3 Costly Cloud Infrastructure Misconfigurations

It has never been easier for your company to build new infrastructure.  In just a few clicks, you can spin up shiny new servers and databases in the cloud and start using them in seconds.  

However, in the rush to deploy new services so quickly, companies often let information security be an afterthought, and leave critical vulnerabilities and misconfigurations exposed to the internet.  These issues can lead to costly breaches and damage your reputation as well.  

In this article, we will look at common cloud infrastructure misconfigurations and how to address them using strongDM.

Cloud infrastructure security challenges

There are several misconfigurations companies make when setting up cloud infrastructure, here are 3 costly but avoidable ones:

Unprotected remote access

A report from ThreatStack assessed 200 companies using cloud infrastructure and found that nearly three-quarters of them had a service with at least one critical network security misconfiguration.  For example, 73% of the companies ran infrastructure with a wide-open SSH connection, thus allowing attackers to try and guess valid credentials 24/7. Companies sometimes expose database servers to the Internet as well, and if those servers are missing application or operating system security patches, cybercriminals might be able to gain access to those servers without needing credentials at all.  Services such as SSH and RDP should only be available behind a VPN connection which is ideally protected with two-factor authentication.

Improper permissions

In general, companies tend to over-provision user accounts with access to network resources by giving entire groups (such as the IT/security staff) the ability to see all files and make changes across all systems.   Worse yet, many administrator accounts are not configured to use strong passwords, so if just one of those many high-privilege accounts are compromised, the effects can be devastating to the organization. Instead, employees should have the minimal amount of rights necessary to do their jobs (the principle of least privilege), and that access should be subject to regular review to ensure it is always appropriate.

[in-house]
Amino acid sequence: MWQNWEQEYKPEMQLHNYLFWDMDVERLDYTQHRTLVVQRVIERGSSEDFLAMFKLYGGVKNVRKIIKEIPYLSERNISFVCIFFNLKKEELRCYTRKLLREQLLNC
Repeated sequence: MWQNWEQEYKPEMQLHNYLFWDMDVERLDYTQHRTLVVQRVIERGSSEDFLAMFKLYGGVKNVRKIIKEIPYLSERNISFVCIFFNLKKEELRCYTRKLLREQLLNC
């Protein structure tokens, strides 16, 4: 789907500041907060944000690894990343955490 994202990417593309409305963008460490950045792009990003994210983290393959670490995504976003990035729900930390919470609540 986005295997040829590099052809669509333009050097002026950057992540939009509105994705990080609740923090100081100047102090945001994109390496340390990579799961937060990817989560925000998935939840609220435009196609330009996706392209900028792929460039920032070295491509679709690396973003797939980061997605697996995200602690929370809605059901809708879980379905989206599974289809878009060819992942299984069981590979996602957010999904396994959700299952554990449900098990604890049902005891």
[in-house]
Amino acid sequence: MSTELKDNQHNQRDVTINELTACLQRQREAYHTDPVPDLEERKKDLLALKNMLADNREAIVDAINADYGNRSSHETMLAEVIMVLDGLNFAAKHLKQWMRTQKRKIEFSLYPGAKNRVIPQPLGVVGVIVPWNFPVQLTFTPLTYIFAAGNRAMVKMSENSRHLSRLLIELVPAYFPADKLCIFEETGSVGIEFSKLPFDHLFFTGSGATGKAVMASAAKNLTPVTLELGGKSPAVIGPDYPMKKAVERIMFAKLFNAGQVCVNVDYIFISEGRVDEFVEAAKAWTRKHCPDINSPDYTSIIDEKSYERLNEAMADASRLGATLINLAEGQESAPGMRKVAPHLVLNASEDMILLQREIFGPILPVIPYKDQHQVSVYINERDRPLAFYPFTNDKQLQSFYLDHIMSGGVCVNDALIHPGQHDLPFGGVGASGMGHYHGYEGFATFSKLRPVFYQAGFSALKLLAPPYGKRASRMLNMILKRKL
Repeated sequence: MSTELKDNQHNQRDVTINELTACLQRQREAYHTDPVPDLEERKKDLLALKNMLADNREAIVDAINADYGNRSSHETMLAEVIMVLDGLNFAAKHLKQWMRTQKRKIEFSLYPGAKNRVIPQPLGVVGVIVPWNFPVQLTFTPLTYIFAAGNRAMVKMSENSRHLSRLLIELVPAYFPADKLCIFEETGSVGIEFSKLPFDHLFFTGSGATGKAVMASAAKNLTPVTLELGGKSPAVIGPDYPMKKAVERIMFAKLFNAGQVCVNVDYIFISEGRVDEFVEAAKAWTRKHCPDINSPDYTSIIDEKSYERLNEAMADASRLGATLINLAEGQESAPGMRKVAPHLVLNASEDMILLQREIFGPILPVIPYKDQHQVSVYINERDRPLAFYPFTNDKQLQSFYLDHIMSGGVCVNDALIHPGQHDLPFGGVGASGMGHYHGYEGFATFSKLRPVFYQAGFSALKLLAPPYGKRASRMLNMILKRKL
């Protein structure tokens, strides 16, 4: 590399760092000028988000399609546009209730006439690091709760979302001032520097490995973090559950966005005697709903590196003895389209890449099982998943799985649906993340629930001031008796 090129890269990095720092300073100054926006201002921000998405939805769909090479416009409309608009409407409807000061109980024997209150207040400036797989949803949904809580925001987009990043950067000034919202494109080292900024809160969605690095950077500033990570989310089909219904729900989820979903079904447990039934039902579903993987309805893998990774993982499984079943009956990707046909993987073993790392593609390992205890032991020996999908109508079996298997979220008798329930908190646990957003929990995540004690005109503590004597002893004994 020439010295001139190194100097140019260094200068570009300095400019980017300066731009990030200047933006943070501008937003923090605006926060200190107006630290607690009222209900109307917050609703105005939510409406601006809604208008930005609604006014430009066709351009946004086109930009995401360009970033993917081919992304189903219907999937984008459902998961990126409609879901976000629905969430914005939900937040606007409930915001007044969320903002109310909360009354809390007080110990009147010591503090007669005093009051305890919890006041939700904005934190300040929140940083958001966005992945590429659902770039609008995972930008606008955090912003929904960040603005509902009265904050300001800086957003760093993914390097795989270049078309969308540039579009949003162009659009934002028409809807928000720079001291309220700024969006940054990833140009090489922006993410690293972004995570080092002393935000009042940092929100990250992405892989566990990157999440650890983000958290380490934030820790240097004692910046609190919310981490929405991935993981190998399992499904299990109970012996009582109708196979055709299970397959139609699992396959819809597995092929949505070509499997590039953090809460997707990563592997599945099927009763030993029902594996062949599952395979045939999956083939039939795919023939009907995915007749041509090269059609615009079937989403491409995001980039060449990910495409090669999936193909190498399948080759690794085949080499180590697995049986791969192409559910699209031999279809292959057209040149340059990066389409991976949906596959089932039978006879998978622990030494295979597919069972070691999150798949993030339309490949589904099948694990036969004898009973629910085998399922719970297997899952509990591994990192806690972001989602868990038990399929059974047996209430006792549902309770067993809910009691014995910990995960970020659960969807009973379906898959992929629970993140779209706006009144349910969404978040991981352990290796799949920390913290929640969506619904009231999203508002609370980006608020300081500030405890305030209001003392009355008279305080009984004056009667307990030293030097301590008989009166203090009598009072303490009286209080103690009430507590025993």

No logging/auditing in place

In the event of a security incident, arguably the most valuable asset to have - and that your incident response team will want to see - is logs.  Unfortunately, many companies are either not logging all their critical assets, or the logs are missing the kind of verbose data needed to be valuable to an investigation.  In the same vein, you need to be able to generate audit reports for your critical database servers and Web servers so you can answer some critical questions in real time: “Who was on this system, what were they doing, and when?”

Securing databases and servers with strongDM

Tackling the cloud security challenges mentioned above are easier said than done, and a solution like strongDM can greatly simplify the security, logging and auditing of your servers and databases.  Here are the implementation steps at a high level:

Setup strongDM client

Once you have your strongDM account setup, login and download the client software to your management workstation:

Acquire necessary access

You will need administrator level access to the networks, databases and servers you want to secure.  Typically, in a Microsoft Windows Active Directory environment, this is an account that has membership in the Domain Admins group.  Your databases might be Active Directory integrated as well, but commonly use independent sets of administrative credentials. You might also wish to create a new administrative credential (called “strongDM” for example) to use with strongDM.  This can help simplify installation and administration, and also easily identify this special administrative account when you’re looking through logs.